I'm about to adopt a neutered male pitbull and am planning on keeping him indoors with my 2 cats. I know that I will need to keep them apart when when I am not home. The dog is less than a year old and is so friendly, not a hint of aggression. Any advice would be much appreciated.
    If you are adopting him from a rescue group have they temperment tested him with cats??
    If not ask them to.
    If you are adopting from a shelter ask them to allow you to take him into the cat room. Lead him up to the cat cages if he completely ignores the cats or acts fearful he is good to go or if he looks at the cats curiously he is probably ok but if he stares and you can't get him to look away he will not get along with cats and is very prey driven when it comes to cats.
    It is not a foolproof method but 9 out of 10 it's right.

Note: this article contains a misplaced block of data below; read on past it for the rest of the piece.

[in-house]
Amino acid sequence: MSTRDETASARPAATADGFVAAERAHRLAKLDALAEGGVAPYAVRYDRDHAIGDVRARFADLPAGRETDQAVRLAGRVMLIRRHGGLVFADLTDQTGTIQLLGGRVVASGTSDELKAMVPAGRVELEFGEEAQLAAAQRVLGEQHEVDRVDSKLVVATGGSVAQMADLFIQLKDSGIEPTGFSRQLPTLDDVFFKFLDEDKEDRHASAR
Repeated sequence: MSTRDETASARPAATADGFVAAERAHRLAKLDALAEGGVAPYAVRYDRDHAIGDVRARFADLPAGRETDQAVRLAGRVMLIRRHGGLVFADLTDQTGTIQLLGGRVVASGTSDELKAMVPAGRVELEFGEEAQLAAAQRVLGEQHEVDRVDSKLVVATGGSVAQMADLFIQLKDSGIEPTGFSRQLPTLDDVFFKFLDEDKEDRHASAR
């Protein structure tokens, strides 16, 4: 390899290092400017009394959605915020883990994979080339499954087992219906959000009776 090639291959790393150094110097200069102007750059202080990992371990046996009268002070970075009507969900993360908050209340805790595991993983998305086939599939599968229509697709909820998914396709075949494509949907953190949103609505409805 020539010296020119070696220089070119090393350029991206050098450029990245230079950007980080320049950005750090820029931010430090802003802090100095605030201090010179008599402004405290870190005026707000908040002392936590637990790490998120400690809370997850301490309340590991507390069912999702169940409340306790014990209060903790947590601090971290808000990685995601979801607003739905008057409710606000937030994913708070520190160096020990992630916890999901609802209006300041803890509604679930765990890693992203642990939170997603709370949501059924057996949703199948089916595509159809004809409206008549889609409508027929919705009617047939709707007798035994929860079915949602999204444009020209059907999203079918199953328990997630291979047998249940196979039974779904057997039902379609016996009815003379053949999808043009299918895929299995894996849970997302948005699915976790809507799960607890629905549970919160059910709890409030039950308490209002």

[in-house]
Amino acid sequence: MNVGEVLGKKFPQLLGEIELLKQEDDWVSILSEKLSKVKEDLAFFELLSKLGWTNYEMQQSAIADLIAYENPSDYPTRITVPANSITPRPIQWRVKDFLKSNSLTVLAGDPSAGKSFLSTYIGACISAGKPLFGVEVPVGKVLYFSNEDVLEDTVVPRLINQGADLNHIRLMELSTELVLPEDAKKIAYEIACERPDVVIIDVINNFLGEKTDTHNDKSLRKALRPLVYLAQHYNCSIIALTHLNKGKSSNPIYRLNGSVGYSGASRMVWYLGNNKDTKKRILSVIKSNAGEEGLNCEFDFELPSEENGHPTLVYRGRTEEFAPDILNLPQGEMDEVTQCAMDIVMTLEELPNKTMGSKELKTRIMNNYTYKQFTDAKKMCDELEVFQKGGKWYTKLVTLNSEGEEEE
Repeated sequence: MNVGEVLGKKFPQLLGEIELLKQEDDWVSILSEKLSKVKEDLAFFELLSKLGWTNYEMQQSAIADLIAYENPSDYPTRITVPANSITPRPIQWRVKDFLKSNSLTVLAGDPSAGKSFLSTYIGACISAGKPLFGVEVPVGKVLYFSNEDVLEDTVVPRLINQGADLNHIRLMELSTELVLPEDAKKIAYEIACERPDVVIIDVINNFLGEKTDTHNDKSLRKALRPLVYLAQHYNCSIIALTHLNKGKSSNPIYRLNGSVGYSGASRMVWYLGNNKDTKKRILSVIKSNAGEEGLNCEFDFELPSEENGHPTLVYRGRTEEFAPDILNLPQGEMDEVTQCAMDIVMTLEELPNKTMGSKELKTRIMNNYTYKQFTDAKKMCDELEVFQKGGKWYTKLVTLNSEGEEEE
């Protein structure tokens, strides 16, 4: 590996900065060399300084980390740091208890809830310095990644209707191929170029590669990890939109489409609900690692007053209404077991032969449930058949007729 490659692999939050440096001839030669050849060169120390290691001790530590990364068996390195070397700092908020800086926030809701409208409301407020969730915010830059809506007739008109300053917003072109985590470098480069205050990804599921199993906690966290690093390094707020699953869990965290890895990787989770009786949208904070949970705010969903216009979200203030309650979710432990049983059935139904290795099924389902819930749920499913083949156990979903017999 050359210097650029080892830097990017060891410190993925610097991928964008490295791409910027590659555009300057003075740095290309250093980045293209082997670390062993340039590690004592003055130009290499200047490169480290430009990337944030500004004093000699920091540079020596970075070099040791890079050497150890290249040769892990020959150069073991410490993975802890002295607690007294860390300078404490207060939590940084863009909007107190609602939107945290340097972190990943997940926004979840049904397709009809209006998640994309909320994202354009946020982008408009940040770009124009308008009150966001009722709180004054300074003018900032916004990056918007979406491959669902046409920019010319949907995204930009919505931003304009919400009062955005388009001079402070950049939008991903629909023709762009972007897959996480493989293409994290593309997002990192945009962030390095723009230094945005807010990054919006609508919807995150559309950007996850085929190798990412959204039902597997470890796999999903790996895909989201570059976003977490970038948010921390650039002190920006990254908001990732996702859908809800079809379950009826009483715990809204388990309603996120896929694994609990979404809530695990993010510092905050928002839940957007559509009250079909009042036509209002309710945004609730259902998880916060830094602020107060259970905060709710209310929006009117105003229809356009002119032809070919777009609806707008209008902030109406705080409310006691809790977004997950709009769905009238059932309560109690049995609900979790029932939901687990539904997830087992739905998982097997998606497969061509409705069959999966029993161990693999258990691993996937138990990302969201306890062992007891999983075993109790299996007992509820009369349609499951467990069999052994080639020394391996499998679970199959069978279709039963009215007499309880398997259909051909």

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    Quote Originally Posted by Rai_77 View Post
    Never ever let yourself lax on the idea of supervision. It is very very very easy to get a little lazy about supervision, especially when your dog and cat have been friends for many years with no problems at all. But the truth is, a simple swish of a tail can set off instincts your dog has never acted on before, but now cannot ignore. So be prepared to be a bit paranoid, it's not always a bad thing.

    Perfect advise, Rai. My cats and dogs are NEVER left alone together. Always supervised and when I leave the house, the cats go upstairs in the studio so that they are separated from the dogs. I will take no chances with my animals.

  15. Jersey and Boston just want to play with our cat Sox, but she wants nothing to do with them. She just stays downstairs, and the dogs are gated upstairs with us. Although, she will sometimes sit at the gate and meow her little heart out until one of the dogs shows some interest in her and then she will hiss and spit like there is no tommorrow. Cats are evil, and well dogs are gullable.

  16. #16